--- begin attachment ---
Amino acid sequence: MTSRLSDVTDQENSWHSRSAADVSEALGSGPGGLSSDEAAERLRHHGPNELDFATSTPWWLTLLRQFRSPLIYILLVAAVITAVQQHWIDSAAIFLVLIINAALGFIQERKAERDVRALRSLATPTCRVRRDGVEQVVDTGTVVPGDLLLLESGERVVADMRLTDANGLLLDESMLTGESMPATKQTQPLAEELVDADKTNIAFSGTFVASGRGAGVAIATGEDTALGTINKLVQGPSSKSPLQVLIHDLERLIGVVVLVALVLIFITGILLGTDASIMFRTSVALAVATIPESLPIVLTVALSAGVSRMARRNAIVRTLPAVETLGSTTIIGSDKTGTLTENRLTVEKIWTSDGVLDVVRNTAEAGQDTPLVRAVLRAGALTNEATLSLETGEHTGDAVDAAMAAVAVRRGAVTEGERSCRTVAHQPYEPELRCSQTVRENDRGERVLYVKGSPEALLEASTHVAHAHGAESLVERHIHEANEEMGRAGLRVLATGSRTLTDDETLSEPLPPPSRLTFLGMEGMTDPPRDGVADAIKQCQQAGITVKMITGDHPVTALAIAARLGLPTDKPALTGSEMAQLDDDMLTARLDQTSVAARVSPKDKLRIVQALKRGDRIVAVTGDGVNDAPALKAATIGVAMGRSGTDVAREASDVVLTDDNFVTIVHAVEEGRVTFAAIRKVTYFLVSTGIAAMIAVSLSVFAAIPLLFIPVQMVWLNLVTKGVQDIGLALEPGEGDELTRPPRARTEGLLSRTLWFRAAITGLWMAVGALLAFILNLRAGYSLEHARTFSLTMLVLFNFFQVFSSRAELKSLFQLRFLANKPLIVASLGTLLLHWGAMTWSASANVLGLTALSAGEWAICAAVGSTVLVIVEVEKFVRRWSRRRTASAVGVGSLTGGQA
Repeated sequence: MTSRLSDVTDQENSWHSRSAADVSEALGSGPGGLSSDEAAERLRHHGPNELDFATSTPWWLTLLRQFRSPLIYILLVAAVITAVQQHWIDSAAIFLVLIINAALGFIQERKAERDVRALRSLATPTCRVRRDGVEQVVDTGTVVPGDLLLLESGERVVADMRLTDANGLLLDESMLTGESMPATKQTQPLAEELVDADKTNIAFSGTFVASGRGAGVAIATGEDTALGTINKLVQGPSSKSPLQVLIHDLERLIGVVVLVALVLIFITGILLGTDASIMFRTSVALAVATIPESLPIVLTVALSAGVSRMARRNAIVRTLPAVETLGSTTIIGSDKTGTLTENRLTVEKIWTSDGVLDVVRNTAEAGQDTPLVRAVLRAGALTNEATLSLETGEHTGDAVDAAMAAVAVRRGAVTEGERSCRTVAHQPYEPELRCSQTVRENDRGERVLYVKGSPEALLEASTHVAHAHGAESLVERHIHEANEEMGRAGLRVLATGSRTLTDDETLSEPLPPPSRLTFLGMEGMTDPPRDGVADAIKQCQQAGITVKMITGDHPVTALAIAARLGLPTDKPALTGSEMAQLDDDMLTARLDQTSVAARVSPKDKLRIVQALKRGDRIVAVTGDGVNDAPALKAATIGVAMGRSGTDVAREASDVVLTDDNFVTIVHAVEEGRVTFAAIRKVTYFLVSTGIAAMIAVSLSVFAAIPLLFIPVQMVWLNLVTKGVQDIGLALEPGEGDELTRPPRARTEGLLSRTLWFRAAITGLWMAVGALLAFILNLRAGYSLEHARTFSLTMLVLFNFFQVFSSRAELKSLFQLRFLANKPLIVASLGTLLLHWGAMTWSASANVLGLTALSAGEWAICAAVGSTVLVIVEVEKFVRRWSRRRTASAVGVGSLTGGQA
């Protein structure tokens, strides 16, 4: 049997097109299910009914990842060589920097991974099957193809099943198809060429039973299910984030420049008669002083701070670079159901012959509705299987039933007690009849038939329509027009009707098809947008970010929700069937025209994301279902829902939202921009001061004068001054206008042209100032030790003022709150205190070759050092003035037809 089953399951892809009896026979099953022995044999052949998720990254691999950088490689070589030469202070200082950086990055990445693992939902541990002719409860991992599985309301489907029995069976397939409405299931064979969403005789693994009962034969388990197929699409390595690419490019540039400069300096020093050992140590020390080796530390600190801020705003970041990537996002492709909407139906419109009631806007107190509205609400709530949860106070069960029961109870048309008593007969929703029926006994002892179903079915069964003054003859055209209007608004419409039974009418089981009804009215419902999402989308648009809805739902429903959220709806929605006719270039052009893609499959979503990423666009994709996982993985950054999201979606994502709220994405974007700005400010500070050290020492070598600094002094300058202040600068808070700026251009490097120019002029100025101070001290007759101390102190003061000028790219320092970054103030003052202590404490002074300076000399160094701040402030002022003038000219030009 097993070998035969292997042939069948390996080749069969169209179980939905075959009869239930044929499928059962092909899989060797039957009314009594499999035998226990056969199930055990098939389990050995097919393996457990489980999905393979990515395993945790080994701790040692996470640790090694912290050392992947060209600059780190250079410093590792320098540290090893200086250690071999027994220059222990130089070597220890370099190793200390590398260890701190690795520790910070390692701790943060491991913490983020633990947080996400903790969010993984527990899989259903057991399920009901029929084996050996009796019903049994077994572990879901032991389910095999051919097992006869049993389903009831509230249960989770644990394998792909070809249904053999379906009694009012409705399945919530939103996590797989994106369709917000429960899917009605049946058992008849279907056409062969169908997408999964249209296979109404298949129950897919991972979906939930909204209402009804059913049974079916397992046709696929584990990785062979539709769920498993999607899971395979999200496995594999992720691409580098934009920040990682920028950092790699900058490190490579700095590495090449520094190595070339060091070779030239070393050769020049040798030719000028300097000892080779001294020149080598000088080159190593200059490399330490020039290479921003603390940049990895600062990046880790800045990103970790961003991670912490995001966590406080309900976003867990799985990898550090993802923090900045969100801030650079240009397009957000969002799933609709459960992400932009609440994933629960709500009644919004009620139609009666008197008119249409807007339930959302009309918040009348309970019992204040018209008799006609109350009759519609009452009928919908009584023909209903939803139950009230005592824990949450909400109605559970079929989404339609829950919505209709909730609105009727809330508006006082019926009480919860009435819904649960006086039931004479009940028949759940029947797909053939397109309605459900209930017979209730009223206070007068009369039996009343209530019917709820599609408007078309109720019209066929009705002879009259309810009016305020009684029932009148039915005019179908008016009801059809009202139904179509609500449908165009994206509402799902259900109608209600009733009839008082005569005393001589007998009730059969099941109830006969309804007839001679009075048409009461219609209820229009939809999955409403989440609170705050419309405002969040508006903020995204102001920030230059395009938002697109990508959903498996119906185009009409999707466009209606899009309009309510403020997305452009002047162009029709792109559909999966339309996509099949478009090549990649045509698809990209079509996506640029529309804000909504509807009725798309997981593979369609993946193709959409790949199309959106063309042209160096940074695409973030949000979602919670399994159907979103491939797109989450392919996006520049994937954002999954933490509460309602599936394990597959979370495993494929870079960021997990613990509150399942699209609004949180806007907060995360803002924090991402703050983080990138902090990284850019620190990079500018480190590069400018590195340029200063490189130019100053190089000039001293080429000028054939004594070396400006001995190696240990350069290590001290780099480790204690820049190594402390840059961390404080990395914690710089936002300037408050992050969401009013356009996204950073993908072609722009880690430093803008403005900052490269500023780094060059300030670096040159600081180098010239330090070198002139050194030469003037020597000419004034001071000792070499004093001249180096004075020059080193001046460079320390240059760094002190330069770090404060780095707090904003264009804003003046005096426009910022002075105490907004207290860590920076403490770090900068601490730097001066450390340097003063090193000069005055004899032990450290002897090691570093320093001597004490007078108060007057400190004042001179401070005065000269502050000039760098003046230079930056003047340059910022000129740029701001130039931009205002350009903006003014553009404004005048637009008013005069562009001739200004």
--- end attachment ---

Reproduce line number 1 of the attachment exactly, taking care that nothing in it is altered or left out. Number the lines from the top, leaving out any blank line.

Amino acid sequence: MTSRLSDVTDQENSWHSRSAADVSEALGSGPGGLSSDEAAERLRHHGPNELDFATSTPWWLTLLRQFRSPLIYILLVAAVITAVQQHWIDSAAIFLVLIINAALGFIQERKAERDVRALRSLATPTCRVRRDGVEQVVDTGTVVPGDLLLLESGERVVADMRLTDANGLLLDESMLTGESMPATKQTQPLAEELVDADKTNIAFSGTFVASGRGAGVAIATGEDTALGTINKLVQGPSSKSPLQVLIHDLERLIGVVVLVALVLIFITGILLGTDASIMFRTSVALAVATIPESLPIVLTVALSAGVSRMARRNAIVRTLPAVETLGSTTIIGSDKTGTLTENRLTVEKIWTSDGVLDVVRNTAEAGQDTPLVRAVLRAGALTNEATLSLETGEHTGDAVDAAMAAVAVRRGAVTEGERSCRTVAHQPYEPELRCSQTVRENDRGERVLYVKGSPEALLEASTHVAHAHGAESLVERHIHEANEEMGRAGLRVLATGSRTLTDDETLSEPLPPPSRLTFLGMEGMTDPPRDGVADAIKQCQQAGITVKMITGDHPVTALAIAARLGLPTDKPALTGSEMAQLDDDMLTARLDQTSVAARVSPKDKLRIVQALKRGDRIVAVTGDGVNDAPALKAATIGVAMGRSGTDVAREASDVVLTDDNFVTIVHAVEEGRVTFAAIRKVTYFLVSTGIAAMIAVSLSVFAAIPLLFIPVQMVWLNLVTKGVQDIGLALEPGEGDELTRPPRARTEGLLSRTLWFRAAITGLWMAVGALLAFILNLRAGYSLEHARTFSLTMLVLFNFFQVFSSRAELKSLFQLRFLANKPLIVASLGTLLLHWGAMTWSASANVLGLTALSAGEWAICAAVGSTVLVIVEVEKFVRRWSRRRTASAVGVGSLTGGQA